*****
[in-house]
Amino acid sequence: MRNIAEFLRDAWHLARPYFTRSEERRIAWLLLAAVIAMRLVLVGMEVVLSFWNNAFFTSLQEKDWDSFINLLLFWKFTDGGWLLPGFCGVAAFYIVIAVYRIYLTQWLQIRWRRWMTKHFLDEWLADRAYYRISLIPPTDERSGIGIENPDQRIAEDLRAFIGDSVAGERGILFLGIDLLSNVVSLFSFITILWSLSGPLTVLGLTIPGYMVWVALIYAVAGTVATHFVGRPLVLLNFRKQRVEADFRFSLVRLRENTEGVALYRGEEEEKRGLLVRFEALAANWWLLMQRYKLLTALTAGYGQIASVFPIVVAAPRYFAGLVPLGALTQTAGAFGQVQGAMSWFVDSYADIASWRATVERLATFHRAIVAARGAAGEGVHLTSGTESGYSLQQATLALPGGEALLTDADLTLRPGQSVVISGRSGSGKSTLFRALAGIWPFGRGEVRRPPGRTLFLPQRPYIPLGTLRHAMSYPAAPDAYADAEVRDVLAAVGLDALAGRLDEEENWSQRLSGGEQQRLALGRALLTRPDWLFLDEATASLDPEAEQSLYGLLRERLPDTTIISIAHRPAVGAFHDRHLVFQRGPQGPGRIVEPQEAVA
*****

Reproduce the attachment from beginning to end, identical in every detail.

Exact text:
[in-house]
Amino acid sequence: MRNIAEFLRDAWHLARPYFTRSEERRIAWLLLAAVIAMRLVLVGMEVVLSFWNNAFFTSLQEKDWDSFINLLLFWKFTDGGWLLPGFCGVAAFYIVIAVYRIYLTQWLQIRWRRWMTKHFLDEWLADRAYYRISLIPPTDERSGIGIENPDQRIAEDLRAFIGDSVAGERGILFLGIDLLSNVVSLFSFITILWSLSGPLTVLGLTIPGYMVWVALIYAVAGTVATHFVGRPLVLLNFRKQRVEADFRFSLVRLRENTEGVALYRGEEEEKRGLLVRFEALAANWWLLMQRYKLLTALTAGYGQIASVFPIVVAAPRYFAGLVPLGALTQTAGAFGQVQGAMSWFVDSYADIASWRATVERLATFHRAIVAARGAAGEGVHLTSGTESGYSLQQATLALPGGEALLTDADLTLRPGQSVVISGRSGSGKSTLFRALAGIWPFGRGEVRRPPGRTLFLPQRPYIPLGTLRHAMSYPAAPDAYADAEVRDVLAAVGLDALAGRLDEEENWSQRLSGGEQQRLALGRALLTRPDWLFLDEATASLDPEAEQSLYGLLRERLPDTTIISIAHRPAVGAFHDRHLVFQRGPQGPGRIVEPQEAVA